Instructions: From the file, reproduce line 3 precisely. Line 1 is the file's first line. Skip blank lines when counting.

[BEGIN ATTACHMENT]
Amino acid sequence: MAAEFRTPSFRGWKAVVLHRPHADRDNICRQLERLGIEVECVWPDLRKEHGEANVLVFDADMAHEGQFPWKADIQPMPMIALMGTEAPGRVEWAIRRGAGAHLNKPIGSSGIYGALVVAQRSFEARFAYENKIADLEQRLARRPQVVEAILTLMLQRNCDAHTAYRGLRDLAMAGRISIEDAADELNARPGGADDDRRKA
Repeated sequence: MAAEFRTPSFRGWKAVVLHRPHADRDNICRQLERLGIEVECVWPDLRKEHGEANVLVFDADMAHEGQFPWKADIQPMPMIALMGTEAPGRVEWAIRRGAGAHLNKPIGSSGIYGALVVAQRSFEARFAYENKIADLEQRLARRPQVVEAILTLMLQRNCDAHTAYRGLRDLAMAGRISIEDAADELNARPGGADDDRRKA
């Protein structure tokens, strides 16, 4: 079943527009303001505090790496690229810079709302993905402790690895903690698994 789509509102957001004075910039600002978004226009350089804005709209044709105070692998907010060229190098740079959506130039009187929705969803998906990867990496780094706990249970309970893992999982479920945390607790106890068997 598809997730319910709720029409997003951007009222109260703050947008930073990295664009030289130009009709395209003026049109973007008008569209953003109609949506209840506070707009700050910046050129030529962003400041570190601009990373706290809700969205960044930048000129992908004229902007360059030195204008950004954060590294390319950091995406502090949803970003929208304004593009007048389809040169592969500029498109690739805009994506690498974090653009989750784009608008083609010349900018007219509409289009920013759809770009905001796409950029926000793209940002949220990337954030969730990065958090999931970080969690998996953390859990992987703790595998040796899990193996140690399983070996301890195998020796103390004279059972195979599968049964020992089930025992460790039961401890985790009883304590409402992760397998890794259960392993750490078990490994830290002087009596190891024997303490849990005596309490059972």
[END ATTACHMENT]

């Protein structure tokens, strides 16, 4: 079943527009303001505090790496690229810079709302993905402790690895903690698994 789509509102957001004075910039600002978004226009350089804005709209044709105070692998907010060229190098740079959506130039009187929705969803998906990867990496780094706990249970309970893992999982479920945390607790106890068997 598809997730319910709720029409997003951007009222109260703050947008930073990295664009030289130009009709395209003026049109973007008008569209953003109609949506209840506070707009700050910046050129030529962003400041570190601009990373706290809700969205960044930048000129992908004229902007360059030195204008950004954060590294390319950091995406502090949803970003929208304004593009007048389809040169592969500029498109690739805009994506690498974090653009989750784009608008083609010349900018007219509409289009920013759809770009905001796409950029926000793209940002949220990337954030969730990065958090999931970080969690998996953390859990992987703790595998040796899990193996140690399983070996301890195998020796103390004279059972195979599968049964020992089930025992460790039961401890985790009883304590409402992760397998890794259960392993750490078990490994830290002087009596190891024997303490849990005596309490059972």